MacPhail – 20.6.19

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The boat in the accompanying picture is one that my father owned when I was young.

I have been trying to track her down on and off for nearly 15 years without success. She was built as the Moher Maid, coming from County Clare in the West of Ireland near where the cliffs of Moher dominate the coastline. When dad bought her in 1987 he renamed her the Skipinnis Maid after my mother. She was the only boat of those he had owned that might still have been in existence.

Angus MacPhail has spent 15 years trying to track down the boat his father previously owned.

Thanks to Facebook and some very helpful people, last Saturday she was found! The only picture we had of her is the one attached taken in Buckie in 1996. The other photos, I took on Saturday in Fenit, County Kerry, Ireland.

That day, I posted what is below on the Irish Fishing boat Facebook page through which the information on her was found. Keeping with the recent celebration of Father’s Day, I have included it in this article.

It is now nearly 20 years since my father died and despite the time that has elapsed, he was still on that boat with me on Saturday.

‘I travelled over to Cork and then on to Fenit today and stood on board this boat for the first time in over 25 years. Huge thanks to William Kelly for the detective work, transport, hospitality and good company. Also massive thanks to Leighton, the boat’s current owner for being so welcoming and having me on board. I had pretty much given up hope of this boat still being in existence. It is difficult to explain the strength of connection to boats but today was a very, very powerful day for me. The poem below that I wrote a few years after dad passed away will go some way to explain how it felt.’

A Hero of the Wave

On the sea and sailing 
A hero of the wave,
The low-lying island on your stern 
The Southern Minch to brave
Then wild and wide Atlantic 
With sixty miles before
The thought of rest or anchor
By St. Kilda’s towering shore.

With salt sea running in your veins
And passion in your heart
You conquered life with rugged drive
Where most would fall apart.
The sea dealt many cruel blows
Brought death and drowning near.
Each time it did, you didn’t break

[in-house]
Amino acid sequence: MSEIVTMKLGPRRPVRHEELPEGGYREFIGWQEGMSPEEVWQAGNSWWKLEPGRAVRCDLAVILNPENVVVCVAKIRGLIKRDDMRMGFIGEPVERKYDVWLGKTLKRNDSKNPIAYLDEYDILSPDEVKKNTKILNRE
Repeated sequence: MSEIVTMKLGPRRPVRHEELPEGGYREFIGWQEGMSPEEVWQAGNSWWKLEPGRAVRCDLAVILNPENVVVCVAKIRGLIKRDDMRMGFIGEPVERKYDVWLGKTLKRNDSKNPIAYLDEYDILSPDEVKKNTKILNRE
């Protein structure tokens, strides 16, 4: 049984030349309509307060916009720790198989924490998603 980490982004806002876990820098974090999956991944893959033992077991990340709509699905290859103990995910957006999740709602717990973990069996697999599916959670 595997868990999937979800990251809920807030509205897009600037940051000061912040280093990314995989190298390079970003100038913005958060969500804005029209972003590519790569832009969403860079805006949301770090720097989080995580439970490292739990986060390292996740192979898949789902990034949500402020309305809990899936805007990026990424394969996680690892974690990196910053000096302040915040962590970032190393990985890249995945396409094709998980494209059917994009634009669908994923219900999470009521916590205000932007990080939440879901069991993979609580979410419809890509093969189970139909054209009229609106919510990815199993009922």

But growled and shrugged the fear.

The Firth of Clyde to Jura 
The lonely Flannan light
The western side of Harris
You fished them day and night.
The Monach Isles, the Torrans
The Tiree Overfalls
Intrepid was your spirit
To live the ocean’s call.

The Rising Sun from Grimsay
The faithful Harbour Maid
The Jersey Alice Robert, 
The names will never fade.
From Killybegs Ros Nuala
The Skipinnis Maid of Clare
These boats were part of who you are
A man whose likes are rare.

A boat is more than planks of wood,
Than keel and ribs and beams.
They carry aspiration
Ambition, love and dreams. 
Your hand is on my shoulder
You’re always by my side
Your wisdom guides my voyage
Through worlds of wind and tide.

Your boats they sail the sea no more
But visions still are real.
I see them steaming by the shore
You’re standing at the wheel.
In tranquil sea you’re anchored
No rocks or fire or swell –
A still and peaceful harbour
A bay where all is well.

Another aspect of my trip to Kerry that added significantly to the sense of a completing circle was the calibre of those who I met when there, the warm hospitality I was shown and the sense I felt of being at home among them.

When dad bought the boat in October of 1987, on his passage home the conditions were poor and he was weather bound in various ports up the West of Ireland. He talked for many years afterwards about the warm welcome he received from the people in all these harbours.

Willie Kelly of KK Hydraulics, Tralee, who found the boat and was the main lynch pin in the positive outcome – who up until last Wednesday I had never met or heard of – collected me at Cork Airport and welcomed me to his house like an old friend. Leighton James of Ballyheige the current owner of the boat welcomed me on board and understood exactly what the boat and the trip meant to me. In Leighton, his brother Brent and their late father Patrick there were many other close parallels that added to the completing circle.

These men, their families and the many others I met were exactly the same type of people as dad described meeting while taking the boat home nearly thirty-two years ago.  The closing circles of boats and human connections of last weekend made the journey one of the most emotional and deeply enjoyable I have ever experienced.